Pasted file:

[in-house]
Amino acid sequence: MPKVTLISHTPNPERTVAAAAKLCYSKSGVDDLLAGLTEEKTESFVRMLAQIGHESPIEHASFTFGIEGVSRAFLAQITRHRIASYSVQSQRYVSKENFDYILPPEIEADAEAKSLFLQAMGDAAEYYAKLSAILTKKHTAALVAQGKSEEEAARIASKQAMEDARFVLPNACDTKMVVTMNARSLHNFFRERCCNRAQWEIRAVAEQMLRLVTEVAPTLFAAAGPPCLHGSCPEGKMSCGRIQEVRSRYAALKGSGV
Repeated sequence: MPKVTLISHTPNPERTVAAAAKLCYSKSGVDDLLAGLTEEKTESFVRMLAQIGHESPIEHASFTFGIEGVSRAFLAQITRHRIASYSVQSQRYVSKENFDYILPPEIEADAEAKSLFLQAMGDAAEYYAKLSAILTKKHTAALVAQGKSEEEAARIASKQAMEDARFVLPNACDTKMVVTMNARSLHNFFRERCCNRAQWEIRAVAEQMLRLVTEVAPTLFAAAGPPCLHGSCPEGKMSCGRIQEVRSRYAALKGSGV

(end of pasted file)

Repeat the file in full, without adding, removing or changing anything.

[in-house]
Amino acid sequence: MPKVTLISHTPNPERTVAAAAKLCYSKSGVDDLLAGLTEEKTESFVRMLAQIGHESPIEHASFTFGIEGVSRAFLAQITRHRIASYSVQSQRYVSKENFDYILPPEIEADAEAKSLFLQAMGDAAEYYAKLSAILTKKHTAALVAQGKSEEEAARIASKQAMEDARFVLPNACDTKMVVTMNARSLHNFFRERCCNRAQWEIRAVAEQMLRLVTEVAPTLFAAAGPPCLHGSCPEGKMSCGRIQEVRSRYAALKGSGV
Repeated sequence: MPKVTLISHTPNPERTVAAAAKLCYSKSGVDDLLAGLTEEKTESFVRMLAQIGHESPIEHASFTFGIEGVSRAFLAQITRHRIASYSVQSQRYVSKENFDYILPPEIEADAEAKSLFLQAMGDAAEYYAKLSAILTKKHTAALVAQGKSEEEAARIASKQAMEDARFVLPNACDTKMVVTMNARSLHNFFRERCCNRAQWEIRAVAEQMLRLVTEVAPTLFAAAGPPCLHGSCPEGKMSCGRIQEVRSRYAALKGSGV